An STR is a short tandem repeat. This is a place in your genetic code where a letter sequence is repeated. For example, AGTAAGTAAGTA is three repeats of the sequence AGTA. It is thought these sequences repeat themselves so that even if a section is lost, the genetic code is preserved. These changes are called mutations, and because there are so many places where a portion of the sequence can be added or removed, STRs have a faster mutation rate than other types of DNA.
Applications to Genealogy
When an STR value (the number of repeats) changes, this change is passed down to future generations. Y-STR testing focuses on repeats found on the Y chromosome. Only males have the Y chromosome, so these changes are carried exclusively on the male (direct paternal) line. Over time these changes build up to create a unique Y-STR signature that is unique to specific lineages. These signatures rarely go more than a few hundred years without significant changes. Y-STR tests examine a fixed set of markers known to have high variability on the human Y chromosome. They are an effective way to identify men who share a paternal ancestor within relatively recent times.
In many cultures, children inherit their surname from their fathers. As Y-DNA is also inherited from fathers, Y-DNA testing is particularly useful for surname studies.
Your Ancestral Origins
Our Y-DNA marks the path from our direct paternal ancestors in Africa to their locations in historic times. Your ancestors carried their Y-DNA line on their travels. The current geography of your line shows the path of this journey. You can learn about the basics of your line’s branch on the paternal tree from your predicted branch placement. This information comes from scientists who study the history of populations across geography and time using Y-DNA. They use both the frequencies of each branch in modern populations and samples from ancient burial sites. With these, they are able to tell us much about the story for each branch. This traces back hundreds, thousands, or even tens of thousands of years. Your branch on the tree tells you where your paternal ancestors are present today and about their likely migration paths. This is your Y-DNA haplogroup.
Levels of Testing
When you or a male family member takes a Y-STR test, FamilyTreeDNA compares your Y-STR markers to other test takers to provide a list of people who share a common direct paternal ancestor. The fast mutation rate of STRs means the common ancestor you share with these matches is likely within the past 15 generations.
There are different levels of testing consisting of sets of anywhere from 12 to 111 STR markers. By comparing more markers, we are able to get a clearer idea of how similar your Y-STR signatures are. The more differences there are in the markers, the more generations have passed since the paternal line split for the two individuals. If you think of the matching database as a puzzle consisting of 111 pieces, the more pieces you compare means the more complete the picture becomes.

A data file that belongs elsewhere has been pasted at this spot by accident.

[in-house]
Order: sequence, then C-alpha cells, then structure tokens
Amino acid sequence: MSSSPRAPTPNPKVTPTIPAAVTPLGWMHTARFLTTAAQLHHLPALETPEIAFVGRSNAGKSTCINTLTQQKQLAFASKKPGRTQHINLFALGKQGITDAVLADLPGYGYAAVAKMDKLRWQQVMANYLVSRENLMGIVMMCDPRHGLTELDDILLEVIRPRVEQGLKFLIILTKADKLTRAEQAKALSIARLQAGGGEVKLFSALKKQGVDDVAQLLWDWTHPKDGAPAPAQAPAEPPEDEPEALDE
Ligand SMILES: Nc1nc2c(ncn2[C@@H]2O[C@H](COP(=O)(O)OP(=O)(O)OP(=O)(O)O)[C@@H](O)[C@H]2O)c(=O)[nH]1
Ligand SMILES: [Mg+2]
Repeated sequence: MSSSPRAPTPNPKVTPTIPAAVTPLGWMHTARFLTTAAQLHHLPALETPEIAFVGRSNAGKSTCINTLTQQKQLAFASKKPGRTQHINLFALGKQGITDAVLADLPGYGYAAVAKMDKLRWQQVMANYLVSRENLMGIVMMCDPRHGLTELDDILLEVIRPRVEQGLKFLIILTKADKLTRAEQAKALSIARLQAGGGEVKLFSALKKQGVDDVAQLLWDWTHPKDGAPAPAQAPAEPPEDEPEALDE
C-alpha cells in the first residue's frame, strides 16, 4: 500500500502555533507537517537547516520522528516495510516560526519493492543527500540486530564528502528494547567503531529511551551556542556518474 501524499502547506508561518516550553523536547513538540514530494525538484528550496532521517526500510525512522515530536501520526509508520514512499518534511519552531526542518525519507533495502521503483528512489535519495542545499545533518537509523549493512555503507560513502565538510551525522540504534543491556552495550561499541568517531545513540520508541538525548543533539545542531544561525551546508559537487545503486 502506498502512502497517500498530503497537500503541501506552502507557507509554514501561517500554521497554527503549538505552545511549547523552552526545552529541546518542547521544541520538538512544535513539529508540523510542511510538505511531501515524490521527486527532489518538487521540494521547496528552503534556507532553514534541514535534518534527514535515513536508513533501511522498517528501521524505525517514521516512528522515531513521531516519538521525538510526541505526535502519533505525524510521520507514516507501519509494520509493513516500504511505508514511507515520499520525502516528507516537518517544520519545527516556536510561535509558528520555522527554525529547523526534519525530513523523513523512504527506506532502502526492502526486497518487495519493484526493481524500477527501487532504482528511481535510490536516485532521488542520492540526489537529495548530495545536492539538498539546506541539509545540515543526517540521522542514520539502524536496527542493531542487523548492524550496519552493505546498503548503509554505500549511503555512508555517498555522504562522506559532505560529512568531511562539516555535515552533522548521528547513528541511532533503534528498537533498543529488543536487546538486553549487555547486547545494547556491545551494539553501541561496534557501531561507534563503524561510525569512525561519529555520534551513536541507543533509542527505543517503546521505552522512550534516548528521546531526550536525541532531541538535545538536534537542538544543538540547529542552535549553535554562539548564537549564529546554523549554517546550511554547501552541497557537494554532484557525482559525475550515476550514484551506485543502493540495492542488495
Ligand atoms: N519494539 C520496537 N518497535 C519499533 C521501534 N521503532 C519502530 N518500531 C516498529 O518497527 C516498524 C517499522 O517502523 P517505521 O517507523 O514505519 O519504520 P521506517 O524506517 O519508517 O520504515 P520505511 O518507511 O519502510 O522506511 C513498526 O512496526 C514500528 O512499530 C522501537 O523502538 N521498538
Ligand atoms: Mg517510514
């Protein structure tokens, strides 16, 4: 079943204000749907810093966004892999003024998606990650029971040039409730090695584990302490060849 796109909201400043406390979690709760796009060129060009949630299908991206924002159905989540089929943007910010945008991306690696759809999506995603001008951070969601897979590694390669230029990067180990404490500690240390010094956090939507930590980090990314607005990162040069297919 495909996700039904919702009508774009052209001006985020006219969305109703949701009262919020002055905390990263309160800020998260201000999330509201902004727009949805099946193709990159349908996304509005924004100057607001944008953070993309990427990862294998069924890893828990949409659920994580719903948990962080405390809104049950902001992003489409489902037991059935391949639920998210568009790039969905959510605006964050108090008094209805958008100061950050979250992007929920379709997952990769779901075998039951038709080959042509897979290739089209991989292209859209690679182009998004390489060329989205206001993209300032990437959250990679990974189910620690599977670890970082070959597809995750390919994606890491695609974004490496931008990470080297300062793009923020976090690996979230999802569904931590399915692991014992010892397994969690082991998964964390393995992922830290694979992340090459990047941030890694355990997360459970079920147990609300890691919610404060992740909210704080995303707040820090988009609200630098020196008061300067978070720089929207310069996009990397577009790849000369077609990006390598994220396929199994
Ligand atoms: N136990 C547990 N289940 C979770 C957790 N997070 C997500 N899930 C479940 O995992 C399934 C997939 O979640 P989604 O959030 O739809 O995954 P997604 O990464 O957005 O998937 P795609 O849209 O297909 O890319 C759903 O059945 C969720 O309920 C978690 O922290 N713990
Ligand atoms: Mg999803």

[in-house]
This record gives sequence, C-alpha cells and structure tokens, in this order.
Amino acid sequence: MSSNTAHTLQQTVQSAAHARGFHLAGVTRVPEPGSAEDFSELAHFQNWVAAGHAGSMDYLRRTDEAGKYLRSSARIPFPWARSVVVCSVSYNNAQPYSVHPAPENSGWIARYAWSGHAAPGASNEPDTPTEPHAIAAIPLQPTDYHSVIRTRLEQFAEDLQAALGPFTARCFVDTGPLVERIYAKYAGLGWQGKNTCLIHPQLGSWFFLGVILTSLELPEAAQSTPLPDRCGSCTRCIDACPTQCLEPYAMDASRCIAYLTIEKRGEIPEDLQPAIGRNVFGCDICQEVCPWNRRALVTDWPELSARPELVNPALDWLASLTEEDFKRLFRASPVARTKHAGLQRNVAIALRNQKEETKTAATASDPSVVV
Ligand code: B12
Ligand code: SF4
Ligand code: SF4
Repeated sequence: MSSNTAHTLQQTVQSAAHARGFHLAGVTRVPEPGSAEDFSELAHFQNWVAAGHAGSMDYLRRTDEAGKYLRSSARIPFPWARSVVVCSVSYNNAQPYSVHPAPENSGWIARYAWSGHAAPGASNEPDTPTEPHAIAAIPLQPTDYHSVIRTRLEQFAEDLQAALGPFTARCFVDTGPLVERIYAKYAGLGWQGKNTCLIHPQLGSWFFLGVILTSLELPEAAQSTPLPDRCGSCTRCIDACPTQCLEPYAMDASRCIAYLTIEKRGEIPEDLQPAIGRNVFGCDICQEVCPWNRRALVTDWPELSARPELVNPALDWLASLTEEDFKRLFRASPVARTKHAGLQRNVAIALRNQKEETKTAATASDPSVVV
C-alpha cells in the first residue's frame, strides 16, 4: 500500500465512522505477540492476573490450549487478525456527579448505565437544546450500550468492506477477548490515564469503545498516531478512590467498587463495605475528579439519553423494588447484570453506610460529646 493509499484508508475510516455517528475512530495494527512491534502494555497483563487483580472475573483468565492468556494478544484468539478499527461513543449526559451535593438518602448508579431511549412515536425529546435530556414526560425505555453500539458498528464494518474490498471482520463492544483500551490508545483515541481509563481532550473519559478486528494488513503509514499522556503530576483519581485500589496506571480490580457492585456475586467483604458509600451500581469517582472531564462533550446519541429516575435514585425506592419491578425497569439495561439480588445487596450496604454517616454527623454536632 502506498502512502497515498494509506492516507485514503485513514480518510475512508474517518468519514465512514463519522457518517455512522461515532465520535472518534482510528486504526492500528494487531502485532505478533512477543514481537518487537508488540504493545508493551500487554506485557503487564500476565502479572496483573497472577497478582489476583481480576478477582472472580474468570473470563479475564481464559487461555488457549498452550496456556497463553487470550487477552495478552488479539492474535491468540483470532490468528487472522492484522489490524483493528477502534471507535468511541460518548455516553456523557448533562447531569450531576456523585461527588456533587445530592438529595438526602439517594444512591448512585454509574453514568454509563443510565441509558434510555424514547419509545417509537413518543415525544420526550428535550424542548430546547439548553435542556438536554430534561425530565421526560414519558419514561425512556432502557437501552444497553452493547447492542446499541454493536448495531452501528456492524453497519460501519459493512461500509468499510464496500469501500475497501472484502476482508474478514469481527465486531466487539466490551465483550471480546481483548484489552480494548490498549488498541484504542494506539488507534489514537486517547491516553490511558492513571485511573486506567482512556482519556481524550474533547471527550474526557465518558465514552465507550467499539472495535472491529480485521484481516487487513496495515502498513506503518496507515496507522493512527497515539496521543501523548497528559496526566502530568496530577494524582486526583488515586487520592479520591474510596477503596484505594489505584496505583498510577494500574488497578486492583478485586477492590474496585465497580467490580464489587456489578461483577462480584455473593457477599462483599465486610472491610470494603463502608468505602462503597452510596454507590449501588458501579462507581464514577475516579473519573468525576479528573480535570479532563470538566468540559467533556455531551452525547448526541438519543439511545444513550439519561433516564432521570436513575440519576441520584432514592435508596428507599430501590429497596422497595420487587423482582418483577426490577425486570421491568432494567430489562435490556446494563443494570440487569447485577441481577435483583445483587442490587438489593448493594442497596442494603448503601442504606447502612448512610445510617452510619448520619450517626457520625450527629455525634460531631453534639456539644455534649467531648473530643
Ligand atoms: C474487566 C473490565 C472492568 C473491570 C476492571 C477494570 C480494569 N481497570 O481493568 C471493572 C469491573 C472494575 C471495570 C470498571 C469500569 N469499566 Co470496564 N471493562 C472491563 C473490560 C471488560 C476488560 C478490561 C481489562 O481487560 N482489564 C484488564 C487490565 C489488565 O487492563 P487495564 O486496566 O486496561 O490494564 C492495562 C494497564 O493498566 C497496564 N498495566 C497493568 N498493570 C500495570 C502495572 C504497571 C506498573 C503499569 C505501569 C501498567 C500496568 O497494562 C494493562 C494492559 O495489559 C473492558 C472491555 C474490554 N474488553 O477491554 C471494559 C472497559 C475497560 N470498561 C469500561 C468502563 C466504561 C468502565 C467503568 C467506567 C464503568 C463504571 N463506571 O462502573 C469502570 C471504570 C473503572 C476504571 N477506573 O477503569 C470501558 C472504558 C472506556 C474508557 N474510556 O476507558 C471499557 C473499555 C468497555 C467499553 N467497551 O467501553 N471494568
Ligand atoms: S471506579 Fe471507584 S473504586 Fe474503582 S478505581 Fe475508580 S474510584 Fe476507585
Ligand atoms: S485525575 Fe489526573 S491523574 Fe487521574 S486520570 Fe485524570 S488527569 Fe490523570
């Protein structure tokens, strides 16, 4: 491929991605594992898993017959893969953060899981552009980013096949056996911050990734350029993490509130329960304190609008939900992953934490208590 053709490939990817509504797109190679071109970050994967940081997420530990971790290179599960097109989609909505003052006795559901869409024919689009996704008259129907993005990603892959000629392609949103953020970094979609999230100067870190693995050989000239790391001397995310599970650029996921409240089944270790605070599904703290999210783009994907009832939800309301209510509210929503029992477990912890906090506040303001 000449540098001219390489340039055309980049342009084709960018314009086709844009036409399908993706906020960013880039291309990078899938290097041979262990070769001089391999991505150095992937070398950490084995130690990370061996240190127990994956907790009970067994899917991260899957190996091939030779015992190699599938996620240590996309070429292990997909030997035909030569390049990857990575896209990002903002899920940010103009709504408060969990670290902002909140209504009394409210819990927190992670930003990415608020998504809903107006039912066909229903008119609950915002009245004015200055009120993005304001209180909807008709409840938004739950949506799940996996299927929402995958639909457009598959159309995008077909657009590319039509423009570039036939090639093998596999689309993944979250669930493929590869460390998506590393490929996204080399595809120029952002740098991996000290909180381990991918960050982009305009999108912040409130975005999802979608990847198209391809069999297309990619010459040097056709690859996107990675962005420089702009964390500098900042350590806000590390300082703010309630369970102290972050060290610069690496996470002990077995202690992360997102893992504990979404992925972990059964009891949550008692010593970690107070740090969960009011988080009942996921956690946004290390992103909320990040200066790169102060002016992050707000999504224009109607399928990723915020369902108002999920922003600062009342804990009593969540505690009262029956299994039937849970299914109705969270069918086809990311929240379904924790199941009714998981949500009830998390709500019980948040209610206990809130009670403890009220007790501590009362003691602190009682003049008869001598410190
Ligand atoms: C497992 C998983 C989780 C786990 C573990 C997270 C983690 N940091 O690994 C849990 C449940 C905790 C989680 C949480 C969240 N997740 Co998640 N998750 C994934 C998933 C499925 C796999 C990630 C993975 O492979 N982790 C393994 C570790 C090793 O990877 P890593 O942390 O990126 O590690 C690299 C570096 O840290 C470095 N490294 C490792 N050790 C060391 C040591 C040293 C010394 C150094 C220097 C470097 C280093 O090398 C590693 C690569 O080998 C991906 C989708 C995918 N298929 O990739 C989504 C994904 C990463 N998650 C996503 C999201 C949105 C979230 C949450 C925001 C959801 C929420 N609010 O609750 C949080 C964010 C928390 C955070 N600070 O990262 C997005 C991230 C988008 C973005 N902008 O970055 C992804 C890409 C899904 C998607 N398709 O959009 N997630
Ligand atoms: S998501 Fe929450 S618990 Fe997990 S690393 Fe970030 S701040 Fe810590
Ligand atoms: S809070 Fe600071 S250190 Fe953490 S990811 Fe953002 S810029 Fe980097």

Choosing a Y-STR Test
Depending on your objectives for testing, you may only need a few STR markers to confirm a theory or to test the waters. Sometimes a person takes a lower-level test such as a Y-37 and discovers many, many relatives. In a case like this, it may be a good idea to test additional markers. This will help you discover which relatives are the most closely related to you genealogically. Sometimes a person discovers they have a Y-STR signature that is not abundant in the database, and more markers are not needed. This may change in the future as the database grows.
Regardless of which test you decide to take when you submit a DNA sample to FamilyTreeDNA, we store your sample in our state-of-the-art lab in case you wish to order additional testing. This can be months or years after your initial test. If you order a lower-level Y-STR test, you can always upgrade to a higher-level test and only pay the difference in price between the testing levels.
Who should take the test?
- If you were born as a biological male, you have a Y chromosome, so you can test.
- Anyone can test a male relative like a brother, father, grandfather, uncle, or direct-line male cousin.
- If you have already tested your paternal line, you can also recruit a tester for other lines. For example, a maternal uncle for your mother’s paternal line.
- It is usually better to test the oldest living relative from the lineage in which you are interested. They might have a more ancestral genetic signature, and with their DNA in storage, you have the option to upgrade their test results in the future. (Just remember to ask the sample donor to make you their beneficiary.)